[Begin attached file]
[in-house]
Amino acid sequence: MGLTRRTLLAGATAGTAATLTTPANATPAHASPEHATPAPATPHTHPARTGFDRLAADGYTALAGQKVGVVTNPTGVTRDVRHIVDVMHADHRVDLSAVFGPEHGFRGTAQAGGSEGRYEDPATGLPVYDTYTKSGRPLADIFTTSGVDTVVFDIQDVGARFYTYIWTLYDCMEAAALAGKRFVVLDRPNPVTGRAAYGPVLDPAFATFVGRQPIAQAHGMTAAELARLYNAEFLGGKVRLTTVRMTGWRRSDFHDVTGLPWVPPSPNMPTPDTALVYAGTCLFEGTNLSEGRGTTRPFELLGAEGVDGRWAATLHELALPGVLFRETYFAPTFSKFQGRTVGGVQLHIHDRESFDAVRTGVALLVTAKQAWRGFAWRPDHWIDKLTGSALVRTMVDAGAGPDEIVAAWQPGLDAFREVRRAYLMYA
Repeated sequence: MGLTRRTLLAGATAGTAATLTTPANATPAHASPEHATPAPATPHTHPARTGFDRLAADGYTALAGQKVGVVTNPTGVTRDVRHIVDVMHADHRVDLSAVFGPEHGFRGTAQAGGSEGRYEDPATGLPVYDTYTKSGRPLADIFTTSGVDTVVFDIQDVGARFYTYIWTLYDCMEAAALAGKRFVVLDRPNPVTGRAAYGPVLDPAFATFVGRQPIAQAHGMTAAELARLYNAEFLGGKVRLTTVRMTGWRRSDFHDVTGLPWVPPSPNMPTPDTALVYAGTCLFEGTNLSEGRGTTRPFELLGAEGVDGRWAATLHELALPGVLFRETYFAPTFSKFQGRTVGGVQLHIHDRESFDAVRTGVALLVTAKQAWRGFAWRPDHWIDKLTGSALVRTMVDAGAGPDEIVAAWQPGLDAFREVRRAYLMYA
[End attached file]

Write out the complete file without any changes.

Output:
[in-house]
Amino acid sequence: MGLTRRTLLAGATAGTAATLTTPANATPAHASPEHATPAPATPHTHPARTGFDRLAADGYTALAGQKVGVVTNPTGVTRDVRHIVDVMHADHRVDLSAVFGPEHGFRGTAQAGGSEGRYEDPATGLPVYDTYTKSGRPLADIFTTSGVDTVVFDIQDVGARFYTYIWTLYDCMEAAALAGKRFVVLDRPNPVTGRAAYGPVLDPAFATFVGRQPIAQAHGMTAAELARLYNAEFLGGKVRLTTVRMTGWRRSDFHDVTGLPWVPPSPNMPTPDTALVYAGTCLFEGTNLSEGRGTTRPFELLGAEGVDGRWAATLHELALPGVLFRETYFAPTFSKFQGRTVGGVQLHIHDRESFDAVRTGVALLVTAKQAWRGFAWRPDHWIDKLTGSALVRTMVDAGAGPDEIVAAWQPGLDAFREVRRAYLMYA
Repeated sequence: MGLTRRTLLAGATAGTAATLTTPANATPAHASPEHATPAPATPHTHPARTGFDRLAADGYTALAGQKVGVVTNPTGVTRDVRHIVDVMHADHRVDLSAVFGPEHGFRGTAQAGGSEGRYEDPATGLPVYDTYTKSGRPLADIFTTSGVDTVVFDIQDVGARFYTYIWTLYDCMEAAALAGKRFVVLDRPNPVTGRAAYGPVLDPAFATFVGRQPIAQAHGMTAAELARLYNAEFLGGKVRLTTVRMTGWRRSDFHDVTGLPWVPPSPNMPTPDTALVYAGTCLFEGTNLSEGRGTTRPFELLGAEGVDGRWAATLHELALPGVLFRETYFAPTFSKFQGRTVGGVQLHIHDRESFDAVRTGVALLVTAKQAWRGFAWRPDHWIDKLTGSALVRTMVDAGAGPDEIVAAWQPGLDAFREVRRAYLMYA